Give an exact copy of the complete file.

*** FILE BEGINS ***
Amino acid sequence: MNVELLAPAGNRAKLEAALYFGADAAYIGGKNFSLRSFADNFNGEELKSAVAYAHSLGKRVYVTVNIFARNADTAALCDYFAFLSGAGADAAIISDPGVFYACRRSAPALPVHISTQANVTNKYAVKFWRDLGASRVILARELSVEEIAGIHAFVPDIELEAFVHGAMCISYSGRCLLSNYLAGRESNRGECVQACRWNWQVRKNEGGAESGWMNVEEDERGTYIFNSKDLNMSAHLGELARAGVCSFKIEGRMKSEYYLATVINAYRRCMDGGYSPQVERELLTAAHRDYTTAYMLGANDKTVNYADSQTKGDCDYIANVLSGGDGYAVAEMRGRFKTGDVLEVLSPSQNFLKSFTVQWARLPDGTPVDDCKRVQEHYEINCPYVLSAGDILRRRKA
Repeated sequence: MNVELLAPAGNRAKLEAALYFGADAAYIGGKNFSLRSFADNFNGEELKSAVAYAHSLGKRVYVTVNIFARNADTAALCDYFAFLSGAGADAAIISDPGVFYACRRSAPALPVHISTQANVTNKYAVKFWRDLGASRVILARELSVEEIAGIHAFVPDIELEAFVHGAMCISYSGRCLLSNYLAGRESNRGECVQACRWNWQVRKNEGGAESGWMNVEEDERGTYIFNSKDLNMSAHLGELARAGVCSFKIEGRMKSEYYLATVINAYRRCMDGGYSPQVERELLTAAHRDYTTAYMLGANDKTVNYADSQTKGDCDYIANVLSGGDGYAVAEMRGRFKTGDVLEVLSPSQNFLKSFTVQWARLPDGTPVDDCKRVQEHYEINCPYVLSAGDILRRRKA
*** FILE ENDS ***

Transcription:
Amino acid sequence: MNVELLAPAGNRAKLEAALYFGADAAYIGGKNFSLRSFADNFNGEELKSAVAYAHSLGKRVYVTVNIFARNADTAALCDYFAFLSGAGADAAIISDPGVFYACRRSAPALPVHISTQANVTNKYAVKFWRDLGASRVILARELSVEEIAGIHAFVPDIELEAFVHGAMCISYSGRCLLSNYLAGRESNRGECVQACRWNWQVRKNEGGAESGWMNVEEDERGTYIFNSKDLNMSAHLGELARAGVCSFKIEGRMKSEYYLATVINAYRRCMDGGYSPQVERELLTAAHRDYTTAYMLGANDKTVNYADSQTKGDCDYIANVLSGGDGYAVAEMRGRFKTGDVLEVLSPSQNFLKSFTVQWARLPDGTPVDDCKRVQEHYEINCPYVLSAGDILRRRKA
Repeated sequence: MNVELLAPAGNRAKLEAALYFGADAAYIGGKNFSLRSFADNFNGEELKSAVAYAHSLGKRVYVTVNIFARNADTAALCDYFAFLSGAGADAAIISDPGVFYACRRSAPALPVHISTQANVTNKYAVKFWRDLGASRVILARELSVEEIAGIHAFVPDIELEAFVHGAMCISYSGRCLLSNYLAGRESNRGECVQACRWNWQVRKNEGGAESGWMNVEEDERGTYIFNSKDLNMSAHLGELARAGVCSFKIEGRMKSEYYLATVINAYRRCMDGGYSPQVERELLTAAHRDYTTAYMLGANDKTVNYADSQTKGDCDYIANVLSGGDGYAVAEMRGRFKTGDVLEVLSPSQNFLKSFTVQWARLPDGTPVDDCKRVQEHYEINCPYVLSAGDILRRRKA